The plan is relevant for  social communities, blogging, email marketing and just about anywhere else online.

    

Recommendation: Create an online community plan and then segment each category with their own responsibilities


DN:  I suggest a thorough answer to this question before the steps below:  What is the purpose of being in the community?  (Short & long term.)

  

Elements:

  

1.  Who runs the community.   A leader. Choose one person (responsibility, control, standards, expectations) to manage the online community.  

  

2.  Build community persona.  Who you are targeting to join?  Include demographics, habits and attitudes, vehicle types they drive, education levels, average annual income, marital status, number of kids, etc. 

  

3. Early focus.   Focus on 20-50 people that fall into your persona descriptions, to encourage early joining.

  

4.  Why should they join?  Be prepared to explain why these people should join:

  • Value proposition?  
  • Increase their stature in the off-line community?  
  • Increased visibility or fame?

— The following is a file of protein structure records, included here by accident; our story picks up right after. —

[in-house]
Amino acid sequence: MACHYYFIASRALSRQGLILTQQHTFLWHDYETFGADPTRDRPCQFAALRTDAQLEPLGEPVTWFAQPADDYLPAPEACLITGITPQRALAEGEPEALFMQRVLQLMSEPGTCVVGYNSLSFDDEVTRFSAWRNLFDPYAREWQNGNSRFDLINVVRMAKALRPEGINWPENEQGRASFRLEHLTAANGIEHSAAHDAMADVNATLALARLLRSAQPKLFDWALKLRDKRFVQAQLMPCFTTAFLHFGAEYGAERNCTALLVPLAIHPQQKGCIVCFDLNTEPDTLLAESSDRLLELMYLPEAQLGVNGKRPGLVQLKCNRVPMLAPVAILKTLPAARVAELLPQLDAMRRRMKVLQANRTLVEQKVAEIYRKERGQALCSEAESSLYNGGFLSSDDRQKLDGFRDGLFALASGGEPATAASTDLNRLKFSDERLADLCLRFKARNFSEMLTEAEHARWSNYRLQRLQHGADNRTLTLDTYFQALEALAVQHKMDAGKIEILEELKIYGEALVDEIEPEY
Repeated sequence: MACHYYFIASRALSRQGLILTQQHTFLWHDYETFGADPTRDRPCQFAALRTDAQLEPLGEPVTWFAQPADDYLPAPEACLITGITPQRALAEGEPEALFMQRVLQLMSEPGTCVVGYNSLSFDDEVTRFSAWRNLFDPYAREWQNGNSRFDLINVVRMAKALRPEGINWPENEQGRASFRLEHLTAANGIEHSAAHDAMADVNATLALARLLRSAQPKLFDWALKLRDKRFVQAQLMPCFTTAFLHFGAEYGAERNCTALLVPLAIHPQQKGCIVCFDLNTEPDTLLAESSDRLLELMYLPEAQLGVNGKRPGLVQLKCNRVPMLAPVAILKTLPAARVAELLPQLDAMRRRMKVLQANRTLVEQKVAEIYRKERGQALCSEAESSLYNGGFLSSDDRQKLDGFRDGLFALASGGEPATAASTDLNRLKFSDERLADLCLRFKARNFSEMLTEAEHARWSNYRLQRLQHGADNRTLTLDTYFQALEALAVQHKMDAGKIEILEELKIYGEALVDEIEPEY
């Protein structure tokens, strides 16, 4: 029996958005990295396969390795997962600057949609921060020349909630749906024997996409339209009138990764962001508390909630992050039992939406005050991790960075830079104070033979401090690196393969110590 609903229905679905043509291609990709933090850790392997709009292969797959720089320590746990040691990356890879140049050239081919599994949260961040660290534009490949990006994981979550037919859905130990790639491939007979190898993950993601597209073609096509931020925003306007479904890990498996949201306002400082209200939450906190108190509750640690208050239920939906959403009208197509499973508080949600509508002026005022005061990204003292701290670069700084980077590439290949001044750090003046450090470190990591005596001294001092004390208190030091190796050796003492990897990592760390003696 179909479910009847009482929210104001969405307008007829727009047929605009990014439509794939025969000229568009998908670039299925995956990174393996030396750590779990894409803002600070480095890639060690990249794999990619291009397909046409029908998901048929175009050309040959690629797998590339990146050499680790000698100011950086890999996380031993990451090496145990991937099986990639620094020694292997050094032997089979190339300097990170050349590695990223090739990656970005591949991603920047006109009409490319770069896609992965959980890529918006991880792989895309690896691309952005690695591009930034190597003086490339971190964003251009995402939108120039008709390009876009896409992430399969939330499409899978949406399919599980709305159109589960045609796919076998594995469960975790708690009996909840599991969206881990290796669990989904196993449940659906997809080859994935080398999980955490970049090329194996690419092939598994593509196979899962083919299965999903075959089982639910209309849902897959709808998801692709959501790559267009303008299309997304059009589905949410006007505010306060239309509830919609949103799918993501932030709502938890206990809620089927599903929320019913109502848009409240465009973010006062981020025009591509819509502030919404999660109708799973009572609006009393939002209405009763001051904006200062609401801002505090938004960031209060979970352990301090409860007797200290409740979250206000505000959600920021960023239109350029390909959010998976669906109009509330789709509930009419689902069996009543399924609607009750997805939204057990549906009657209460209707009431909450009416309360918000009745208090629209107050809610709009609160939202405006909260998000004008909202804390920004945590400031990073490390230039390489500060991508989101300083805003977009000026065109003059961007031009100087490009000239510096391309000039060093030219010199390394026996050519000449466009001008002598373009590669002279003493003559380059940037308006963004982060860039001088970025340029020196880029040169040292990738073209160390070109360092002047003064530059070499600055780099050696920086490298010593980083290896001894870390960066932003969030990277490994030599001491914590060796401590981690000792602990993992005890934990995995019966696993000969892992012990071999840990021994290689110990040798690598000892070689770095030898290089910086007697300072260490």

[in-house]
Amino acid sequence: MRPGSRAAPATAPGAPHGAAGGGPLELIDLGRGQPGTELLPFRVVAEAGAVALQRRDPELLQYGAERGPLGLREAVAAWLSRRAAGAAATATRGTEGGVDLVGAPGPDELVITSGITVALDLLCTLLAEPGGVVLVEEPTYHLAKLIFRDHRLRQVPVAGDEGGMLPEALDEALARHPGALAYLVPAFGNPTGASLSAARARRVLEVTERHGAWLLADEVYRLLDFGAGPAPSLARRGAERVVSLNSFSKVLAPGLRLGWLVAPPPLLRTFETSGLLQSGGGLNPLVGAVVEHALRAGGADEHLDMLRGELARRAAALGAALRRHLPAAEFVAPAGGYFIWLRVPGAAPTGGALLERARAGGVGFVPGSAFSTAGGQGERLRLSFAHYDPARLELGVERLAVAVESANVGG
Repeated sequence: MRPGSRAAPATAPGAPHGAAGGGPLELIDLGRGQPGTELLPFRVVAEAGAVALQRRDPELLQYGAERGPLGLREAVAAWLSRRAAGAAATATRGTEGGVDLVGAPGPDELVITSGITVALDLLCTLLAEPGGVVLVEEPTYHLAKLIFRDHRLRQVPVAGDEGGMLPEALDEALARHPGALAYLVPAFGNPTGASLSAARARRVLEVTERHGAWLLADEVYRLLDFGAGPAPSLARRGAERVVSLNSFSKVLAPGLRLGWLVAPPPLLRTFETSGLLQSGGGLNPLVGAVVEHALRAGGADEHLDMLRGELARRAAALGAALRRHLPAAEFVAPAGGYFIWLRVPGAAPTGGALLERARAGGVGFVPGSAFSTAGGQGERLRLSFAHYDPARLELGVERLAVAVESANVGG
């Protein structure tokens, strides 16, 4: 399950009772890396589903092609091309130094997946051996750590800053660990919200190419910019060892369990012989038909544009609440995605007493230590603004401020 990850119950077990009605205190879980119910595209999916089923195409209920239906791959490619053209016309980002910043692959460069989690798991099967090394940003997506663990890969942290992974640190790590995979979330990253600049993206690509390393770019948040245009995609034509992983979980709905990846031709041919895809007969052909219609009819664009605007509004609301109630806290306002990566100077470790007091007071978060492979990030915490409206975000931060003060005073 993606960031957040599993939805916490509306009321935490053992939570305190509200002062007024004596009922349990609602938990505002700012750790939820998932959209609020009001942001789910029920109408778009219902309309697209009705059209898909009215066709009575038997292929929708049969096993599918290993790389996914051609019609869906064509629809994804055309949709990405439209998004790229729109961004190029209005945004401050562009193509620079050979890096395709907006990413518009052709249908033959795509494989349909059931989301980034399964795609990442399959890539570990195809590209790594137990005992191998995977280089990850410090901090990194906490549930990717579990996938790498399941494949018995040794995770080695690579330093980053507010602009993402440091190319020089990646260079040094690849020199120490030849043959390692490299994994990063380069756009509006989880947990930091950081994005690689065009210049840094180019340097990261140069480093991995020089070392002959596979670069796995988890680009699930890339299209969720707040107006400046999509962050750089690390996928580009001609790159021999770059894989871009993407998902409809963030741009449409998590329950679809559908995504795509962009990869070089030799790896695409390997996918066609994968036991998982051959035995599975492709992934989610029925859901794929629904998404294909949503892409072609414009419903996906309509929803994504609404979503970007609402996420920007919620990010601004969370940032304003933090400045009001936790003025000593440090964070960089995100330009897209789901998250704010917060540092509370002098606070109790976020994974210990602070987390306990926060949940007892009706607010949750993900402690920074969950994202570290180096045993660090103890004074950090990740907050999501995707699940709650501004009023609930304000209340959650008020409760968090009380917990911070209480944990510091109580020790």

5. Retaining new members.  What is your plan to get them engaged and to retain them?  Defined your process to get new members engaged immediately or they will lose interest.  Assign a dedicated member to mentor each new member that joins the community for about 3 weeks.  Provide the opportunity to engage, ask questions, recommendations.

  

6.  Community happenings.  Short-term and long-term - activities

  

7.  How will you grow the community?  Exclusive?  Grow a massive community?  Define your clear vision of how to or not to promote the community for growth.

  

8.  Platform selection.  Explain your choice via the  type of community you are building - note  forums, mailing lists, newsgroups, etc.

  

9. Content creation.  Create a content calendar, plan for content creation at least 4-6 weeks out when you launch.  Stay at least 30 days ahead of publishing. Assign responsibilities for management, creation, editing, and publishing of the content for the community.

  

10.  Value.   [DN:  See purpose & vision, to ensure this is delivered!]

  

Sourcehttp://bit.ly/M8xgMu

  

Resources

   

Plan for Content Creation --  http://bit.ly/Pil9Sa